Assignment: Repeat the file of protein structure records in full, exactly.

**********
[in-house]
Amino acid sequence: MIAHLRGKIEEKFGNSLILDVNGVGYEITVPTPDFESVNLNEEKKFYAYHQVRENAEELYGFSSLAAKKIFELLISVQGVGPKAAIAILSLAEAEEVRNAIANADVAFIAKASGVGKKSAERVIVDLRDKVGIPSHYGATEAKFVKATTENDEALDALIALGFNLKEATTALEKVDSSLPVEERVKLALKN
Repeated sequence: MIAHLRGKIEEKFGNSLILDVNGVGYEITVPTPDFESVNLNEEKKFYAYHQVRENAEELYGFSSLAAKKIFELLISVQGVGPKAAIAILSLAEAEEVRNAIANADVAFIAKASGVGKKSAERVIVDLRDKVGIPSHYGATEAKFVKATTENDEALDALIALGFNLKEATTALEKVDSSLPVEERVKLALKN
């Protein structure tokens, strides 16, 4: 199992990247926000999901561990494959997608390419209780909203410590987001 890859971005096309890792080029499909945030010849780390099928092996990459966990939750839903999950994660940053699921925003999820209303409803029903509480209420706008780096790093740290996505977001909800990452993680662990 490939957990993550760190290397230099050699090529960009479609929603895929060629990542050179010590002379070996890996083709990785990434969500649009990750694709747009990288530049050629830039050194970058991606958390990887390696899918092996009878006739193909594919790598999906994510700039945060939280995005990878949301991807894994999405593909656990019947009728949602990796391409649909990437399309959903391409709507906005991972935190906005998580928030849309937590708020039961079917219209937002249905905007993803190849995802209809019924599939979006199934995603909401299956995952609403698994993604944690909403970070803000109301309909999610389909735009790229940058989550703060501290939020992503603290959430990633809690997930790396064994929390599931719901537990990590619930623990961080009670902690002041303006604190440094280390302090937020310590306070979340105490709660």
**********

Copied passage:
[in-house]
Amino acid sequence: MIAHLRGKIEEKFGNSLILDVNGVGYEITVPTPDFESVNLNEEKKFYAYHQVRENAEELYGFSSLAAKKIFELLISVQGVGPKAAIAILSLAEAEEVRNAIANADVAFIAKASGVGKKSAERVIVDLRDKVGIPSHYGATEAKFVKATTENDEALDALIALGFNLKEATTALEKVDSSLPVEERVKLALKN
Repeated sequence: MIAHLRGKIEEKFGNSLILDVNGVGYEITVPTPDFESVNLNEEKKFYAYHQVRENAEELYGFSSLAAKKIFELLISVQGVGPKAAIAILSLAEAEEVRNAIANADVAFIAKASGVGKKSAERVIVDLRDKVGIPSHYGATEAKFVKATTENDEALDALIALGFNLKEATTALEKVDSSLPVEERVKLALKN
């Protein structure tokens, strides 16, 4: 199992990247926000999901561990494959997608390419209780909203410590987001 890859971005096309890792080029499909945030010849780390099928092996990459966990939750839903999950994660940053699921925003999820209303409803029903509480209420706008780096790093740290996505977001909800990452993680662990 490939957990993550760190290397230099050699090529960009479609929603895929060629990542050179010590002379070996890996083709990785990434969500649009990750694709747009990288530049050629830039050194970058991606958390990887390696899918092996009878006739193909594919790598999906994510700039945060939280995005990878949301991807894994999405593909656990019947009728949602990796391409649909990437399309959903391409709507906005991972935190906005998580928030849309937590708020039961079917219209937002249905905007993803190849995802209809019924599939979006199934995603909401299956995952609403698994993604944690909403970070803000109301309909999610389909735009790229940058989550703060501290939020992503603290959430990633809690997930790396064994929390599931719901537990990590619930623990961080009670902690002041303006604190440094280390302090937020310590306070979340105490709660």